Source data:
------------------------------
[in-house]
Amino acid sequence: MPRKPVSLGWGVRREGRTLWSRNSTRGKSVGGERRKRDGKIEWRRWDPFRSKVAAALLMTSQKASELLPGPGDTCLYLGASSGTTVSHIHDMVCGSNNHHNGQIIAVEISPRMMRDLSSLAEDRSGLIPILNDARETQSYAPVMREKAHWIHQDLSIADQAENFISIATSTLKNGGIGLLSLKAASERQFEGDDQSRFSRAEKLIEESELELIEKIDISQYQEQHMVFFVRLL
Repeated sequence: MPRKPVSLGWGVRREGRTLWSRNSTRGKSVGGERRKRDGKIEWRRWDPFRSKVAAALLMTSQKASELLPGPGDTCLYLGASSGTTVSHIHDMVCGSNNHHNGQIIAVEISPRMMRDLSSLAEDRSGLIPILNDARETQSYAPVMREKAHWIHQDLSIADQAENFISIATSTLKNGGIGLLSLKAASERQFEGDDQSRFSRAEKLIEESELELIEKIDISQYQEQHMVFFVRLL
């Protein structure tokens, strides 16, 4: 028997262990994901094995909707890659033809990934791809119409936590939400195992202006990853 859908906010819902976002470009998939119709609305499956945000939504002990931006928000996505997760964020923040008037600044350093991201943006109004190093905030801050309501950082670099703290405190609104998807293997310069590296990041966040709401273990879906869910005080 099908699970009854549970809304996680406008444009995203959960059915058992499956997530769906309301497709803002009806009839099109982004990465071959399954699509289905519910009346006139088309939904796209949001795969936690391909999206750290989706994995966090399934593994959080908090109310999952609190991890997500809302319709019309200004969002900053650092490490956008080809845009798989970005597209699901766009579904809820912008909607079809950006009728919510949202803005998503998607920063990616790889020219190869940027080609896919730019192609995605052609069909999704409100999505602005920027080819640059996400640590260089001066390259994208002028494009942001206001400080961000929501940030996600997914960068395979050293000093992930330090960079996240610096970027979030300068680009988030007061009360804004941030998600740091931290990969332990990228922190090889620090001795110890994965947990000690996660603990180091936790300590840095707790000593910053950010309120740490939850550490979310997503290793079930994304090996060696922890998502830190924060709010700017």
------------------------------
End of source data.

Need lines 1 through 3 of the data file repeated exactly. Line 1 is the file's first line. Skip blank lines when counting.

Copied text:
[in-house]
Amino acid sequence: MPRKPVSLGWGVRREGRTLWSRNSTRGKSVGGERRKRDGKIEWRRWDPFRSKVAAALLMTSQKASELLPGPGDTCLYLGASSGTTVSHIHDMVCGSNNHHNGQIIAVEISPRMMRDLSSLAEDRSGLIPILNDARETQSYAPVMREKAHWIHQDLSIADQAENFISIATSTLKNGGIGLLSLKAASERQFEGDDQSRFSRAEKLIEESELELIEKIDISQYQEQHMVFFVRLL
Repeated sequence: MPRKPVSLGWGVRREGRTLWSRNSTRGKSVGGERRKRDGKIEWRRWDPFRSKVAAALLMTSQKASELLPGPGDTCLYLGASSGTTVSHIHDMVCGSNNHHNGQIIAVEISPRMMRDLSSLAEDRSGLIPILNDARETQSYAPVMREKAHWIHQDLSIADQAENFISIATSTLKNGGIGLLSLKAASERQFEGDDQSRFSRAEKLIEESELELIEKIDISQYQEQHMVFFVRLL